While doing some research, I found an interesting little article in the January 1912 edition of Confederate Veteran magazine about James C. Williams, who served in the “Jasper Rifles,” Company I, 20th Mississippi Infantry. This is the article in question:
I was intrigued by the article, and wondered if it was possible that a veteran more than 70 years old could have possibly walked from Lewisville, Texas, to Macon Georgia. Well, I decided to do a little research and find out.
I started by looking up Williams’ service record on Fold3.com to see if he was in fact listed as serving in the 20th Mississippi Infantry. A few clicks later, I had my answer – he did indeed serve with the unit, enlisting at Corinth, Mississippi, on July 6, 1861. He was 21 years old at the time, and listed his residence as Garlandsville, in Jasper County.
Williams was captured with his regiment in February 1862 when Fort Donelson, Tennessee, surrendered. Sent to Camp Douglas, Illinois, prisoner of war camp, he was exchanged in September 1862 at Vicksburg. During the Atlanta Campaign in 1864, Williams was listed as wounded on June 6.
After determining that Williams was indeed a Confederate veteran, I began checking newspapers from 1912 to see if I could find any accounts of his trip. I hit paydirt in the February 18, 1912, edition of the Dallas Morning News:
The next mention of Williams was in the March 16, 1912, edition of the paper:
Sibley, Louisiana, is just east of Shreveport, making it about 250 miles from Williams’ starting point in Lewisville, Texas – the old soldier was making good time.
Apparently newspapers from across the nation were covering Williams’ trek, for the Columbia, South Carolina State had this article in their March 29, 1912 edition:
Uniontown was approximately 25 miles east of Demopolis, Alabama, making the total distance traveled by Williams approximately 600 miles. In the April 11, 1912, edition of the Dallas Morning News, a reporter for the paper headlined his article about the trip, “Texas Veteran Nears Goal:”
On April 14, the Columbus Daily Enquirer of Columbus, Georgia, ran a story on Williams under the bold headline, “FROM TEXAS TO GEORGIA ON FOOT.” The article noted that the footsore veteran was the guest of Mr. A.A. McLeod while in was in the city. Evidently the old soldier did not have trouble finding places to sleep while on his journey. When interviewed by the paper Williams noted that: “I didn’t have to lie out but one night, I was refused a place to sleep at a certain place in Alabama, because some former lodgers had imposed upon the generosity of the people of the house to which I applied for lodging.”
Word of Williams’ trip had already reached Macon, and the local citizens had arranged to put him up in style. In the April 22 edition of the Macon Telegraph, the paper noted that he would be a guest of the R.A. Smith Camp, United Daughters of the Confederacy, and would, “Be shown a royal good time during his stay here. This was decided at a meeting of the camp held yesterday afternoon.”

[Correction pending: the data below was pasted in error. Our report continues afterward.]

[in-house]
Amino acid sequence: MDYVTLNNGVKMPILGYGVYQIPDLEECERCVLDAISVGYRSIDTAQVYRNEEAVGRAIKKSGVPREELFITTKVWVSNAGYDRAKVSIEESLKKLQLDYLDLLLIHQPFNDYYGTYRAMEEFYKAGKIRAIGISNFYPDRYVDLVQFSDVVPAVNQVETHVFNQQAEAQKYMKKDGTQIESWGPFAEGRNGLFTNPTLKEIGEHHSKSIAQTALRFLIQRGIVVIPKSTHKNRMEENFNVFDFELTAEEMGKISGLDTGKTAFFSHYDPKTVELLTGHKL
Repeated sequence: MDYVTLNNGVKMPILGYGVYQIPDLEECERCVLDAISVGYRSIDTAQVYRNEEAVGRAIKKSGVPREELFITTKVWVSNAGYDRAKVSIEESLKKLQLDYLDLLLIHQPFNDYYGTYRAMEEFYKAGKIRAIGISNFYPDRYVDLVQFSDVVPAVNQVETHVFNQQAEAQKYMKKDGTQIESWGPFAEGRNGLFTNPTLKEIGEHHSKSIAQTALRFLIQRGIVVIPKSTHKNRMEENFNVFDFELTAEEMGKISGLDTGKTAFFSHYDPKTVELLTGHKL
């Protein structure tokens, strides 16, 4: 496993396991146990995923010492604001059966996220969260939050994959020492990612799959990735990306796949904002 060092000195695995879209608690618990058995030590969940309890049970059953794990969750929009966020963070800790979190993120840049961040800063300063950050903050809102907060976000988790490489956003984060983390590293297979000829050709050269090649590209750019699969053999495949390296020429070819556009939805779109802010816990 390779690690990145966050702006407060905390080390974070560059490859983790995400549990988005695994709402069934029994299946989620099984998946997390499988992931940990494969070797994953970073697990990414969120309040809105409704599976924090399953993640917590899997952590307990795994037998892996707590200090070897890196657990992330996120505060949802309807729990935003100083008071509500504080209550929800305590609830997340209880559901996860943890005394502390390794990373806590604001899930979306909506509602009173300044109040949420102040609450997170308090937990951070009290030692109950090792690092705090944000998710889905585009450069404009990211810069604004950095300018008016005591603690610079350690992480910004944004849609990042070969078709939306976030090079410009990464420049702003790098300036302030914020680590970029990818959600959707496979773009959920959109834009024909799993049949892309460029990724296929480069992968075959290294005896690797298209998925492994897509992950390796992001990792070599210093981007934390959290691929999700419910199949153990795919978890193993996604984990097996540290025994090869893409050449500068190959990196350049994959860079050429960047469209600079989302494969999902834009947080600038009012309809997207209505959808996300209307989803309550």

On May 2, 1912, James C. Williams completed his journey by walking into the city limits of Macon. The Macon Telegraph quoted him as saying, “I walked all the way to Macon! Last January three old soldiers declared they could walk to Georgia. Two backed out, but I undertook the journey, and made it on foot. I walked the railway tracks, as a rule. I left Texas on the 26th of February, but rested along the way twenty-one days in all, and have been sixty-five days on the journey. My health is good.”
In saying that he had walked the entire distance, Williams may have stretched the truth a bit. The Columbus Daily Enquirer had noted on April 14 that “With the exception of the distance between Monroe, La., and Vicksburg, Miss., he had walked all the way.” The Columbus Ledger noted that same day that Mr. A.A. McLeod had met Williams at Hurtsboro, Alabama and came to Columbus with him, strongly implying that he had been given a ride. I suspect that well-wishers all along the route helped Williams, making his 65-day march to Macon possible. Regardless of how much assistance he received, it was an amazing display of stamina, and the veteran of the 20th Mississippi should be lauded for it.
The Macon United Confederate Veterans reunion was May 7-9, 1912, and
thousands of former soldiers and their families flocked into the city for the festivities. The Times-Picayune of Louisiana said of the reunion, “The soldiers are coming this time for their annual reunion, many of them to mingle for the last time with each other and recount their experiences in the terrible struggle in which the North was pitted against the South.” One of the highlights of the reunion was the unveiling of a Confederate flag, said to be the largest ever made. The paper noted that before the unfurling of the flag, “A public reception was held in honor of James C. Williams, a 72-year old veteran, who walked from Dallas, Tex., to Macon, making the trip in sixty-five walking days.”
When the reunion finally ended, Williams made plans to return home but not on foot. The Dallas Morning News noted on May 3, 1912: “A move has been started to secure funds for the purchase of a return trip ticket for Mr. Williams so he will not have to walk back.” The effort was probably successful, as I could find no other mention of Williams’ trip home to Texas.
James C. Williams lived a good many years after the 1912 reunion, dying in Lewisville on
December 4, 1927. Confederate Veteran magazine posted an obituary for him in volume 36, page 64, but I don’t have access to that particular issue. If anyone reading this has that issue, and would be willing to send me a copy of the obituary, please contact me and I will post it here.